Almost the first thing the recruiter asked was whether I'd like to stay an extra night on their tab. They'd realized belatedly that Friday is a bad evening to spend driving up the Mid-Atlantic States, which they might have realized before except they've had a frantic month and their workweek usually ends Thursday and early summer Thursday is very different from early summer Friday. I admitted that I'd just asked the hotel to reserve the extra day myself; they promised they'd call and get the bill transferred over to them, or if that were impossible they'd reimburse me once I sent them the bill. Certainly this simple arrangement could not lead to any problems.
The first interview session was with the recruiter, also the person I'd e-mailed and chatted on the phone with, and part of it was actually going into things like how I teach and how I approach classes. I had fully expected some sort of teaching demonstration, but that wasn't asked for, which was one of the things making me feel uncertain about this job. It feels like it should be prerequisite to getting a teaching position at some point in the interview process.
After this I was brought to another person, an assistant chair for mathematics and computer science although not for their Asia/Pacific program. He didn't seem exactly sure why he was interviewing me, and I admit I'm not sure either except that I suppose he knew more of the specific course schedules, to the extent that different schools in the university share schedules. He was extremely positive and prone to nodding on everything I said, which made me feel good for the first several things and then left me feeling like this was a spectacularly pointless interview. Still, that went well.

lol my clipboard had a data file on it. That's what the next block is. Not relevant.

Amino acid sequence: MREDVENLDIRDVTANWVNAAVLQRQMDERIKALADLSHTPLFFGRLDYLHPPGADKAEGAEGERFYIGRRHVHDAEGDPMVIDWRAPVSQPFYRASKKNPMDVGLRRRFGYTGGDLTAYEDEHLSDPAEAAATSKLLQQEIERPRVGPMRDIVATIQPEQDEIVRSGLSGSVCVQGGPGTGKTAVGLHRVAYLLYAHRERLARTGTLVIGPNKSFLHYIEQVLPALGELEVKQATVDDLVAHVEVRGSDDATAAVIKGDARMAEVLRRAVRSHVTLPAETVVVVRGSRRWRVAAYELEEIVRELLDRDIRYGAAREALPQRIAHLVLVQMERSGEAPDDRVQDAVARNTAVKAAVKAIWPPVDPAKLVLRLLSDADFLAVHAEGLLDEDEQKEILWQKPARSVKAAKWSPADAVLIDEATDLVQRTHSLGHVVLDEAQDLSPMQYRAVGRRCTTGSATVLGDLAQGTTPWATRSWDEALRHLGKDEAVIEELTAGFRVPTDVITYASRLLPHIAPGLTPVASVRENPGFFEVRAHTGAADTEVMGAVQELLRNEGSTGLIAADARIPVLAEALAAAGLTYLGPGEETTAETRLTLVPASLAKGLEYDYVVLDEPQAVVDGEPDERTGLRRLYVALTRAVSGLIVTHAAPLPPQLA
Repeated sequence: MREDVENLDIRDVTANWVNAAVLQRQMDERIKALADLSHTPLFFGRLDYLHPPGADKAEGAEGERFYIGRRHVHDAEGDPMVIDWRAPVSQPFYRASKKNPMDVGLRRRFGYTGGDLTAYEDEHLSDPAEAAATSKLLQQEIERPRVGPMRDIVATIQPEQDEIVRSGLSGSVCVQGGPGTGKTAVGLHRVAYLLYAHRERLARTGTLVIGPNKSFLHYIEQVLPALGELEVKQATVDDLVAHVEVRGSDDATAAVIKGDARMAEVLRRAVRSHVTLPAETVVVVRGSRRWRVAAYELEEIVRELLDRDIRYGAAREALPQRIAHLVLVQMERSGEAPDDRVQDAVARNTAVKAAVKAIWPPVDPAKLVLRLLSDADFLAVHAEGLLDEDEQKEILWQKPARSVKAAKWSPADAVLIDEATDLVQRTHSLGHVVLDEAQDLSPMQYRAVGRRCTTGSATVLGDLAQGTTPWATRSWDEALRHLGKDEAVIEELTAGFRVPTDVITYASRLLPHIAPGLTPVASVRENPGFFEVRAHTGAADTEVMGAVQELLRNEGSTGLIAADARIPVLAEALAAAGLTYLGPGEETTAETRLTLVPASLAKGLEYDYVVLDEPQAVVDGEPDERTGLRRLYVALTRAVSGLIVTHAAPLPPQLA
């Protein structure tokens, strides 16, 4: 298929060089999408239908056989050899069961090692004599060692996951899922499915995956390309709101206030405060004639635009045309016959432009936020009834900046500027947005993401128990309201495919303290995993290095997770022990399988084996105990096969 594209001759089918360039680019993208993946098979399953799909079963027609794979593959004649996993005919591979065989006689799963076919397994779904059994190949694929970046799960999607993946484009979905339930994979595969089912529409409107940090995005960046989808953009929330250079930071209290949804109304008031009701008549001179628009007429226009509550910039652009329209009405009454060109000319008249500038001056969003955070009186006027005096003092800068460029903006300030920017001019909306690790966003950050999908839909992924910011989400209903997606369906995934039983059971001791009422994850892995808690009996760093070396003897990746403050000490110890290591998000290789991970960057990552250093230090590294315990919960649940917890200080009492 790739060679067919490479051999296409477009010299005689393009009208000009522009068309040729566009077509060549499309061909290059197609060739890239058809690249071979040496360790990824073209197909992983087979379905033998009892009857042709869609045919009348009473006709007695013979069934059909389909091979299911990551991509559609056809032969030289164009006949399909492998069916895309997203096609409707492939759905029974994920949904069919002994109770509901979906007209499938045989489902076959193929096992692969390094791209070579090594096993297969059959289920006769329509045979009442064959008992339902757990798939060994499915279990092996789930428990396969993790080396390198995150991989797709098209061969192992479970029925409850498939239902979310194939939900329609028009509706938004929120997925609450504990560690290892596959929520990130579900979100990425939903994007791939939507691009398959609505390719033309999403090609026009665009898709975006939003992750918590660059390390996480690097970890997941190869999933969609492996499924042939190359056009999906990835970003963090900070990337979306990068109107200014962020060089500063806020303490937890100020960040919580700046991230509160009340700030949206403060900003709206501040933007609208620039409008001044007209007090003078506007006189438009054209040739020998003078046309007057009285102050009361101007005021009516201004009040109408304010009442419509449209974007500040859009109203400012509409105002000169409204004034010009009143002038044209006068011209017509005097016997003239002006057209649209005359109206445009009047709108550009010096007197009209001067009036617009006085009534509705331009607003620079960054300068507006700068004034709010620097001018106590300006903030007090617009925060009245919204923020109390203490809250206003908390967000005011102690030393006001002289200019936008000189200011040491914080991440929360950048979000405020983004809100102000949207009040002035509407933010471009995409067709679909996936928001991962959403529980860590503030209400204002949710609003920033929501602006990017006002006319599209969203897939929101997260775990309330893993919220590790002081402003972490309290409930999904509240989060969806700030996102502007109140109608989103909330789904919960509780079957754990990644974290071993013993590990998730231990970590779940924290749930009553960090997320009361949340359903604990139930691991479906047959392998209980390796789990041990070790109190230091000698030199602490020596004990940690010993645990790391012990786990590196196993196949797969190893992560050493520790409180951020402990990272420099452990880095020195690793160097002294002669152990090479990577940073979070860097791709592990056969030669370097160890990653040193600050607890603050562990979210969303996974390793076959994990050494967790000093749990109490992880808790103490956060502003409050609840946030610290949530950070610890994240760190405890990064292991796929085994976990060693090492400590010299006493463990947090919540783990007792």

Trivia: On 21 June 1720 the South Sea Company announced a dividend of 30 percent for the year (£30 on a share of £100 nominal price), and a guaranteed 50 percent dividend for the next twelve years. Source: Devil Take the Hindmost, Edward Chancellor.
Currently Reading: The City Machine, Louis Trimble.